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The tale of two speeches: Breaking down the art of the concession speech

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This morning, IL Comptroller Dan Hynes conceded the race for IL Governor to incumbent Pat Quinn. Most reports say that Hynes’ speech was dignified and struck the right chord of being grateful to staff and devoted followers and also repairing the rift created in the Democratic party after a particularly negative campaign. We saw a few concession speeches this week. There were balloons, back-lines of friends and families and tearful hugs/kisses. Some were coordinated, with a look to the future and some were off-the-cuff with an eye towards the past. We talked with two active political consultants in town to break down what they saw from the Hotel W City Center Tuesday night. The hotel was home to two election parties and two concession speeches: Former Inspector General David Hoffman (Dem Senate) and Cook County Board President Todd Stroger (Cook County Board Prez). Kitty Kurth is a longtime political consultant, campaign manager and analyst. She has worked on several campaigns and has been in the war-room for many planned concession speeches. Mike Fourcher has also run campaigns in Chicago and now is the editor for the Center Square Ledger. Mike has also seen his share of concession speeches.‚ We’ve embedded videos from our intern Jennifer Lacey, who captured both speeches on Tuesday night. And of course, our old friend here at WBEZ, Mr. Chris Robling. Robling is a political consultant and you can see him on WGN-TV weekly. Kitty, Chris and Mike compare the two (videos and analysis after the jump):

Kitty Kurth: Two concession speeches captured the very essence of the candidates’ campaigns. One looked forward. One looked back. One talked about the future of Illinois; voters, volunteers and vision. One talked about the candidate himself; slights and criticisms - real and perceived. Each crystallized the speaker’s approach to politics and to their recent campaigns. David Hoffman had a plan and rhythm to his speech. He had notes, but referred to them infrequently, because he knew his stuff. He spoke about others and working for a better future for Illinois. He used the speech to look to the future and it kept open many possibilities for his own future and the future of the state. Hoffman was the vessel of hope. Todd Stroger came up and talked with no notes, no theme, no purpose. He talked about himself and talked about the past. He complained about being wronged. He spoke in the past tense, and did not address the future. Stroger, was, again, the victim of circumstances. Hoffman’s speech opened doors. Stroger’s speech slammed doors shut.

Mike Fourcher: David Hoffman is a man who believes in the power of words. He clerked for the US Supreme Court and has spent his career fine-tuning the exact thing to write in legal briefs. I would not be surprised if in advance of Election Day he wrote a “winner” speech and a “loser” speech. Not every candidate can bring themselves to do that. But David Hoffman’s life of words, combined with the consistent discipline of his campaign (note the large crowd of important supporters standing behind him - not an easy thing to do for an Election Night loser) suggests that he is determined to bring meaning to his election loss. The visual of Todd Stroger’s concession speech frames his whole campaign - a very nice man accompanied by those closest to him, but otherwise alone. His line, “This is a bump in the road. Life goes on,” seems to say a lot about how he feels about his life, not just politics. Most of his speech is in the past tense, suggesting he had already prepared to put his loss behind him. Some pols would be totally devastated by such a loss, but Stroger seems to be prepared to live the same life out of the spotlight as in - someone you might like to have as a friend, but not as your accountant.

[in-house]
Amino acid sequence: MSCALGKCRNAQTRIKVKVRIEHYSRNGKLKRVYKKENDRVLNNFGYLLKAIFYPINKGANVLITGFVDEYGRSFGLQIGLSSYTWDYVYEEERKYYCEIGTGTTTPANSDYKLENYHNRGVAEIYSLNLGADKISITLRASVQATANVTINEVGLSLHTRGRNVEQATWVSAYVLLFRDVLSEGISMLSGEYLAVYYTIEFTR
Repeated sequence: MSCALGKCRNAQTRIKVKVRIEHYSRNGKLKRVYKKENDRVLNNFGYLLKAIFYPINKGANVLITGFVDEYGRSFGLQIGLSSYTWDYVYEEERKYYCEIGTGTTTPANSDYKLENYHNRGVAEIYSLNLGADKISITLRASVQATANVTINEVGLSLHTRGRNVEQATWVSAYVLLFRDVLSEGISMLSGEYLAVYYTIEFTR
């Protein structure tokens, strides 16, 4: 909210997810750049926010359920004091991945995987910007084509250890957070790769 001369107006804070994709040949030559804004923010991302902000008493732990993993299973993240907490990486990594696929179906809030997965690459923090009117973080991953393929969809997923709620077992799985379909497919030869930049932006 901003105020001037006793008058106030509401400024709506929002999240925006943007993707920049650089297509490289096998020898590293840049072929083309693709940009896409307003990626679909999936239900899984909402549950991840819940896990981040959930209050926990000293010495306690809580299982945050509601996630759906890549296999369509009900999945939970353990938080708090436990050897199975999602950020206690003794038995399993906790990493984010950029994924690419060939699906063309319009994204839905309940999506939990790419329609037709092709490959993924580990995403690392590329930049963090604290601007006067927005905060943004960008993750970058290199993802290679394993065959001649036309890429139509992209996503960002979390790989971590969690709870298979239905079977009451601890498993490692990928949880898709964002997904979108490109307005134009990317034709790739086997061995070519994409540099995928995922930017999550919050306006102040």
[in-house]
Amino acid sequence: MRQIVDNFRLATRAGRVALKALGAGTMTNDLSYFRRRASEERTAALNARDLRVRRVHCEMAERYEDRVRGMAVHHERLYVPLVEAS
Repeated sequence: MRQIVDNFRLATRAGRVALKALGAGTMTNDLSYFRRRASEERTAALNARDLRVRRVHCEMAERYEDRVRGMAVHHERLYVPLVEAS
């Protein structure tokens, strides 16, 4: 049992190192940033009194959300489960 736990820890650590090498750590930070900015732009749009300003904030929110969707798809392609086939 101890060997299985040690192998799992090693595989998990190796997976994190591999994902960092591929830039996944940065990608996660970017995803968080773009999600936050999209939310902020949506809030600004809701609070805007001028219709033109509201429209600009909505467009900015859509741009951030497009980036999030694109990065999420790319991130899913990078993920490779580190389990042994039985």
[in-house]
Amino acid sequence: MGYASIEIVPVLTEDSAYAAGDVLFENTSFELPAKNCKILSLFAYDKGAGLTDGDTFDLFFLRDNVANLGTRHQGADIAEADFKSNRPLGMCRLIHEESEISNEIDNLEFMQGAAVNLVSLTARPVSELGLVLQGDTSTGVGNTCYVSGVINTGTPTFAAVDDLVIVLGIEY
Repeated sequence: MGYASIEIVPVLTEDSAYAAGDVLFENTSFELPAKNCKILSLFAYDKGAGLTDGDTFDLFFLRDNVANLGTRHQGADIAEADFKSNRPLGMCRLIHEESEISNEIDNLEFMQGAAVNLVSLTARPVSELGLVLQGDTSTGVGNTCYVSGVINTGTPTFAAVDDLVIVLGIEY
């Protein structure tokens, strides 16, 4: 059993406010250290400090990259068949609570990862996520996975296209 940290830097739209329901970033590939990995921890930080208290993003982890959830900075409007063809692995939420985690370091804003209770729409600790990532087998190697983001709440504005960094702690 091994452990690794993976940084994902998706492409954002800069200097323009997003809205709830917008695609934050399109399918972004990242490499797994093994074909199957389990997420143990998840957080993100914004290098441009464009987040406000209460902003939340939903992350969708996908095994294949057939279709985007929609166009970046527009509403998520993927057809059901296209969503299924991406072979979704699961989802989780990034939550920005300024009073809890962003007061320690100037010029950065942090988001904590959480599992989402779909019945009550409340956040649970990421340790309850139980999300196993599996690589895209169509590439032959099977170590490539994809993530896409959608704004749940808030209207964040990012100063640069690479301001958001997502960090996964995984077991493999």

Chris Robling: David Hoffman and Todd Stroger speak to their past -- and futures -- in the speeches they made Tuesday admitting defeat. Cook County Board President Stroger, who will head the $3 billion county government for the next ten months, had little cheerful to say.‚ His speech sounded like the collapse of support he has witnessed since succeeding his revered father. The speech was reminiscent of then-Cook County State’s Attorney Jack O’Malley’s foul-tempered blame-fest of 1992 when he lost in the last 72 hours to a surging but invisible Dick Devine (his staff looked pleadingly at reporters and said, “See what we have put up with?” through their plasticene smiles) -- shows Todd realized this only moments before his hard landing. The future Todd foretells is thus far from the public.‚ A bright, personable and remarkably engaging man, Todd’s headed to “FA Land.” This is not like LA Land. The FA stands for Financial Advisor.‚ They are the folks big banks deploy to help governmental units that issue debt.‚ With Todd’s resume, experience and salesmanship, many doors will open -- but they will be doors to mayoral conference rooms, not new political campaigns. David Hoffman’s speech proves that with an education from Yale and the University of Chicago, one can still learn to write. Hoffman’s grammar and logic prove fine rhetoric is no accident, though under Gresham’s Law most of the good stuff has been driven out of our political system by drivel. Spare, elegant and toned, the words clearly say, “We will be back to make this stick.” Hoffman observes the most important rule of communication, audience orientation.‚ He connects immediately with their disappointment, but leads them from it to his message that their shared fight to transform government is itself transformed -- not extinguished -- by this defeat. People who clerk for Chief Justices of the United States, like Hoffman, learn to use only those words that are necessary to make a point.‚ Hoffman gives every politician a superb example of that principle.‚ Yet he leaves no unsaid nicety or encouragement; the crowd, and most heartrendingly Mrs. Hoffman, show by their response he covers every base. The implicit suspense of Hoffman’s unfulfilled promise gives his words added power.‚ He foretells a future of further transformational fights, both as a foot soldier and a general.‚ That leads to exultation about a better tomorrow and limits tears for today’s loss. Todd’s speech clearly ended something -- the arc of his father’s extraordinary career.‚ Hoffman’s speech propels something -- the career of an extraordinary participant in our polis. John Stroger was a class act and a grand man of a now largely lost way.‚ While no one should criticize Todd for not being his father, I would have preferred a speech that aspired to a grandeur commensurate with John’s legacy. David Hoffman may or may not run again.‚ His speech illustrates why many hope he will and why some -- such as the National Republican Senatorial Committee -- are exceeding glad he lost.